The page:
Review of “Love At Goon Park” by Deborah Blum

Deborah Blum won a Pulitzer Prize in 1992 for her writing and reporting on primate experiments and ethics. In this 2002 book, she undertakes a history of the primate research by University of Wisconsin scientist Harry Harlow’s team, famous for the “cloth monkey” studies that established the importance of a mother’s love.


The author points out that infant care was very different at the beginning of the 20th Century. The influential and respected psychologist John B. Watson “led a professional crusade against the evils of affection.” Too much mother love would warp a child, he taught. Doting parents would endow their children with “weaknesses, reserves, fears, cautions and inferiorities.”

Harry Harlow set out to prove otherwise. In order to do so, however, he had to understand the total nature of love, including its withdrawal. In this respect, many of his studies are today seen as cruel and unjustified. Blum maintains that not only were many studies by others much crueler, but that, before Harlow’s studies, we “didn’t fully believe” that caring was so important to a child.

What Harlow did, in the 1950’s, was to separate infant monkeys from their mothers only hours after birth. He then divided the monkeys into two groups: both were to be fed and “raised” by a machine, but in half, the machine was just a wire monkey, and in half the wire monkey was covered with a soft terry cloth and given a face. The results were dramatic. The monkeys with the wire mothers grew up to be psychologically damaged and even physically sickly, whereas those raised by the cloth mothers were healthier in every respect.

Cloth Mom versus Wire Mom

Cloth Mom versus Wire Mom

More controversially, Harlow’s experiments didn’t stop there. He divided monkey groups by toys versus no toys, or administered random shocks, or put monkeys in isolation, and devised other experiments in order fully to understand the parameters of love and to overwhelm his detractors (of whom there were many).

Harry Harlow

Harry Harlow

Blum ends her engaging book with the plea:

“Let us remember the best of Harry’s contributions as well as the worst. Let us not slip backwards, ever, into believing that we are not necessary to each other’s health and happiness. You don’t have to like the way Harry found his answers. Almost no one could admire every choice he made. But neither should we pretend that he did anything less than arrive at some fundamental truth. Our challenge is not to squander it.”

Evaluation: This is a very readable and informative history about recent theories of childcare, and also of the development of primate studies.

Rating: 4/5

Published by Basic Books, 2002


About rhapsodyinbooks

We're into reading, politics, and intellectual exchanges.
This entry was posted in Animals, Book Review and tagged , . Bookmark the permalink.

10 Responses to Review of “Love At Goon Park” by Deborah Blum

  1. Pam says:

    As a new mom (my 20 month old has currently taken up residence on my lap and is “helping” me type) and a preschool teacher, I read a good deal about this study a while ago. It’s amazing (…or depressing) to me that people still believe that you can spoil or ruin a child with affection.
    I think this is the same study that showed a baby monkey with the option of a wire ‘mommy” with a bottle and a cloth “mommy” with no bottle. The monkey clung to the cloth “mommy” and nursed” from the wire monkey.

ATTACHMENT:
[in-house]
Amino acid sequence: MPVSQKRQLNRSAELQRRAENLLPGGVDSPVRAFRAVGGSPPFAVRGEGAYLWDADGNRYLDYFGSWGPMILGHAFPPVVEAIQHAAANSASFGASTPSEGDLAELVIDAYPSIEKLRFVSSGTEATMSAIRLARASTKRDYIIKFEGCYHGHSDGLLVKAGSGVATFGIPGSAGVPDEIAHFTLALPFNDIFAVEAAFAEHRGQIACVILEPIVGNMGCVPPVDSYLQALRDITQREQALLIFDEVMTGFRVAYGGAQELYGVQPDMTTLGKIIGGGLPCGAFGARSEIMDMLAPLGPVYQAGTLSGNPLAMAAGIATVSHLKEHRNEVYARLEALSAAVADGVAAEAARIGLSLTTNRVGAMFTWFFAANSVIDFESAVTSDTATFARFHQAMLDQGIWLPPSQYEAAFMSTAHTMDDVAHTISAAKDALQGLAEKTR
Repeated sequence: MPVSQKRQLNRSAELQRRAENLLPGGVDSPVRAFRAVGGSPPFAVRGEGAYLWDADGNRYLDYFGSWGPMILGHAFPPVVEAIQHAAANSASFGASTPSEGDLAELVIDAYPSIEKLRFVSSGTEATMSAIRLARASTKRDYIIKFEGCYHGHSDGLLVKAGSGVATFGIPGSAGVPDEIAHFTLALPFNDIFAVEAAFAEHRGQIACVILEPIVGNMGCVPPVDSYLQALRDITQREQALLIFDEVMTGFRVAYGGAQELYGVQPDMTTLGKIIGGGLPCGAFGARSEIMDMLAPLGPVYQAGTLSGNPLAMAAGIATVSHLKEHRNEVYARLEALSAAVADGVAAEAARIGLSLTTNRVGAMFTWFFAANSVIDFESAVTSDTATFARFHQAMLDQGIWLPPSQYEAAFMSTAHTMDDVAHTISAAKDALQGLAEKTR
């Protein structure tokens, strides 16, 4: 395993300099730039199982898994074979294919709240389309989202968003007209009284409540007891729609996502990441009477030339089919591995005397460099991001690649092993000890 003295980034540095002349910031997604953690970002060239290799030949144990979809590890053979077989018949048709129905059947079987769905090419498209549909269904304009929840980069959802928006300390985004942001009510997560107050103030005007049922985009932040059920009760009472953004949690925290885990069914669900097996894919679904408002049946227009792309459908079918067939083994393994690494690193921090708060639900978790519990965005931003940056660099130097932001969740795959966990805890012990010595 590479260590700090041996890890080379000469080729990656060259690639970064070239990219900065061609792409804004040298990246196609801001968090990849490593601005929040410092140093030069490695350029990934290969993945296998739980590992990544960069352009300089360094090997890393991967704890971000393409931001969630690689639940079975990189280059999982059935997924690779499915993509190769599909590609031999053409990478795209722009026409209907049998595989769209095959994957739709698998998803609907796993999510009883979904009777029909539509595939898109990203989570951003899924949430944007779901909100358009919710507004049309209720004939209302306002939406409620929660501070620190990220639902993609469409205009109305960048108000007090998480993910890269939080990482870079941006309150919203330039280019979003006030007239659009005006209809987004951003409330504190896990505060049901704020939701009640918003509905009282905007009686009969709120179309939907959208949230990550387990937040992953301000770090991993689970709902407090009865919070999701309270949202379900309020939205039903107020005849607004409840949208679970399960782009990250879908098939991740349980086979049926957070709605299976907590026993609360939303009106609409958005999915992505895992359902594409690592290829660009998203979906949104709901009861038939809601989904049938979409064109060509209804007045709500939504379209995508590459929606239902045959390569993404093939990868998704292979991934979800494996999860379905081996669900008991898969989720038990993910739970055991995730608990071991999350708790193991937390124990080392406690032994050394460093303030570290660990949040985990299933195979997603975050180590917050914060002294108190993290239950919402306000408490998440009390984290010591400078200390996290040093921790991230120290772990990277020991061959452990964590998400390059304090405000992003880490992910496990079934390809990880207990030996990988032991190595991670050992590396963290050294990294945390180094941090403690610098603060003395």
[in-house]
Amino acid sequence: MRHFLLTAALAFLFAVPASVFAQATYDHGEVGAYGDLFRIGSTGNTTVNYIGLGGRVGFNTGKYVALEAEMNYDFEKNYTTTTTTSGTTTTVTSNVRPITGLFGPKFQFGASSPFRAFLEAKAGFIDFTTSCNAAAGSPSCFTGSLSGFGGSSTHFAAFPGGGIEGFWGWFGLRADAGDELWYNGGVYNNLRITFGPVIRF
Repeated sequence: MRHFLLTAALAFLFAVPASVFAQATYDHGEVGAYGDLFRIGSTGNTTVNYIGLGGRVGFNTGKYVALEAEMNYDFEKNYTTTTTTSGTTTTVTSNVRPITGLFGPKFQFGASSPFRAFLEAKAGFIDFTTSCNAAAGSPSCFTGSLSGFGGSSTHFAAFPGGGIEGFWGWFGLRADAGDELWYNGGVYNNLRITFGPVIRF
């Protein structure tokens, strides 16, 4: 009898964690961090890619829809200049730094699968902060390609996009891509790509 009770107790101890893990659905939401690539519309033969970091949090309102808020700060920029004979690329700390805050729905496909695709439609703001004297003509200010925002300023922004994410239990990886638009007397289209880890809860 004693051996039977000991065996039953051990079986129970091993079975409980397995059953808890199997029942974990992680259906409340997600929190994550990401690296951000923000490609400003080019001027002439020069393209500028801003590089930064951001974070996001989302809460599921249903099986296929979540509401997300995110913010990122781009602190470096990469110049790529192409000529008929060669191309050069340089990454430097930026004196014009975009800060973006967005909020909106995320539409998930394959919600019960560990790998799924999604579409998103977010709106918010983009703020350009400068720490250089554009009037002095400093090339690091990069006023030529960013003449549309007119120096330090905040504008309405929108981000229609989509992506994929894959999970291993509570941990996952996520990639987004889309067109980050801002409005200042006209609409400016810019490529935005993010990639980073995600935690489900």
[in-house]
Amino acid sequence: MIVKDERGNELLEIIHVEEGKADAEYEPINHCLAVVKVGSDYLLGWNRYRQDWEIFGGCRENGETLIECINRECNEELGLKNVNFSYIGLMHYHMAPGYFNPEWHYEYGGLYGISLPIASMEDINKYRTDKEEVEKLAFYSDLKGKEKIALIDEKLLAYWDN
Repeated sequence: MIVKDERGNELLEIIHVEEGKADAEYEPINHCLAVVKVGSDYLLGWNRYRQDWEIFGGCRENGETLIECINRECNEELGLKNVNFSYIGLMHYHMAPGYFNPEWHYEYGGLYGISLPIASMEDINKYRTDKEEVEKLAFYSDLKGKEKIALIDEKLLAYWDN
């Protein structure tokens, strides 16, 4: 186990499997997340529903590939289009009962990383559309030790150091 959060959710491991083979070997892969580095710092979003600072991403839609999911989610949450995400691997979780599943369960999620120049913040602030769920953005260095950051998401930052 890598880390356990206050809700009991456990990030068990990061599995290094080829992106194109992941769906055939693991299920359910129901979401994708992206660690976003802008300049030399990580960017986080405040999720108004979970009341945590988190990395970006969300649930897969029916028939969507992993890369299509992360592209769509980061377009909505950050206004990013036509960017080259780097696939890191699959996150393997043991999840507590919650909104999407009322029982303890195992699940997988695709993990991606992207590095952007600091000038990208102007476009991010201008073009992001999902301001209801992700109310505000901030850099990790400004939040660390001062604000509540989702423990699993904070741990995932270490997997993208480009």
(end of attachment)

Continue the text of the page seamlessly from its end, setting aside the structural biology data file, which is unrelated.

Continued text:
Of course, as dog-mom (of a very loving, affectionate rescued pitbull, if you want to talk about the benefits of nurture and love!) and life long animal lover, I don’t agree with the animal practices but at the same time, you have to reconcile it with the idea that this was (is) going on with human babies, inadvertently, too, so I guess the progress made is better than not. Thanks for the review. I may need to check this out!

  2. Julie P. says:

    Wow! This book sounds very interesting. I took an anthropology course in college and I was fascinated by this stuff!

  3. Jenny says:

    Oh, those pictures of the cloth & wire mothers are so sad – poor baby monkeys. This book sounds great though!

  4. Kathy says:

    Unfortunately a lot of scientific studies seem cruel. The picture of that baby monkey just breaks my heart though.

  5. Aarti says:

    Wow, that seems like a really powerful book, just based on the pictures! Thanks for a really informative review.

  6. Carrie K. says:

    Thanks for stopping by to cheer me on during readathon!

  7. Interesting… Those baby monkey pics are sooo cute!

  8. Jenners says:

    This sounds fascinating and heartbreaking too. I just can’t imagine that anyone would think too much love would ruin a child.

  9. This was really fascinating. I’m not familiar with the study nor the controversy surrounding it. This is totally foreign to my life’s experience. Sure glad my ancestors didn’t pay attention to John Watson.

  10. I’m glad you liked the book — Deb Blum is one of my professors here at UW-Madison, so I heard a little bit about her reporting on this book during some classes. The things Harry Harlow did were so sad, but they’ve taught us a lot about the nature of love and how we love one another. It’s a tricky balance between science and discovery, that’s for sure.

Leave a Reply

Fill in your details below or click an icon to log in: Logo

You are commenting using your account. Log Out /  Change )

Twitter picture

You are commenting using your Twitter account. Log Out /  Change )

Facebook photo

You are commenting using your Facebook account. Log Out /  Change )

Connecting to %s

This site uses Akismet to reduce spam. Learn how your comment data is processed.